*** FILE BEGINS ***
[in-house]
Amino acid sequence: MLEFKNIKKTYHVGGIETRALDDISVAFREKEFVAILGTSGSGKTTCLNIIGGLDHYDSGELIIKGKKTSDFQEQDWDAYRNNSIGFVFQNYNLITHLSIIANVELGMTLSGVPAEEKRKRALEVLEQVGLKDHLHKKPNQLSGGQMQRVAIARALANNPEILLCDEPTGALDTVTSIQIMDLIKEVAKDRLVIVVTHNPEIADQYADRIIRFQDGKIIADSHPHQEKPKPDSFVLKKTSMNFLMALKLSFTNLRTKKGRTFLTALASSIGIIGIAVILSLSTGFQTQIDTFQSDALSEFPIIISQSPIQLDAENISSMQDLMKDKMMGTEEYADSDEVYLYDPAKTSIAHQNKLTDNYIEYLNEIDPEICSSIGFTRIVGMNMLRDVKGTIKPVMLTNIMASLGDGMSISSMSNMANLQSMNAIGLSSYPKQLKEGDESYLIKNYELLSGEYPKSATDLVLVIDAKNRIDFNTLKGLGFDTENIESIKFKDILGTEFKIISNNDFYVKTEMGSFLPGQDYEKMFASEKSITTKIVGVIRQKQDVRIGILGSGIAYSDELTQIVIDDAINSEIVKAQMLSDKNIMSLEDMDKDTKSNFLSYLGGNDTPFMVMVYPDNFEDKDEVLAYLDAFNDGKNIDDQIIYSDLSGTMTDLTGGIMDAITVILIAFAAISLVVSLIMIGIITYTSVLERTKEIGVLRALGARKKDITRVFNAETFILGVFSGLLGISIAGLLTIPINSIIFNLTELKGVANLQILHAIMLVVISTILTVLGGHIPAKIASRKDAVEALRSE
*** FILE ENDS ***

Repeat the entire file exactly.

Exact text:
[in-house]
Amino acid sequence: MLEFKNIKKTYHVGGIETRALDDISVAFREKEFVAILGTSGSGKTTCLNIIGGLDHYDSGELIIKGKKTSDFQEQDWDAYRNNSIGFVFQNYNLITHLSIIANVELGMTLSGVPAEEKRKRALEVLEQVGLKDHLHKKPNQLSGGQMQRVAIARALANNPEILLCDEPTGALDTVTSIQIMDLIKEVAKDRLVIVVTHNPEIADQYADRIIRFQDGKIIADSHPHQEKPKPDSFVLKKTSMNFLMALKLSFTNLRTKKGRTFLTALASSIGIIGIAVILSLSTGFQTQIDTFQSDALSEFPIIISQSPIQLDAENISSMQDLMKDKMMGTEEYADSDEVYLYDPAKTSIAHQNKLTDNYIEYLNEIDPEICSSIGFTRIVGMNMLRDVKGTIKPVMLTNIMASLGDGMSISSMSNMANLQSMNAIGLSSYPKQLKEGDESYLIKNYELLSGEYPKSATDLVLVIDAKNRIDFNTLKGLGFDTENIESIKFKDILGTEFKIISNNDFYVKTEMGSFLPGQDYEKMFASEKSITTKIVGVIRQKQDVRIGILGSGIAYSDELTQIVIDDAINSEIVKAQMLSDKNIMSLEDMDKDTKSNFLSYLGGNDTPFMVMVYPDNFEDKDEVLAYLDAFNDGKNIDDQIIYSDLSGTMTDLTGGIMDAITVILIAFAAISLVVSLIMIGIITYTSVLERTKEIGVLRALGARKKDITRVFNAETFILGVFSGLLGISIAGLLTIPINSIIFNLTELKGVANLQILHAIMLVVISTILTVLGGHIPAKIASRKDAVEALRSE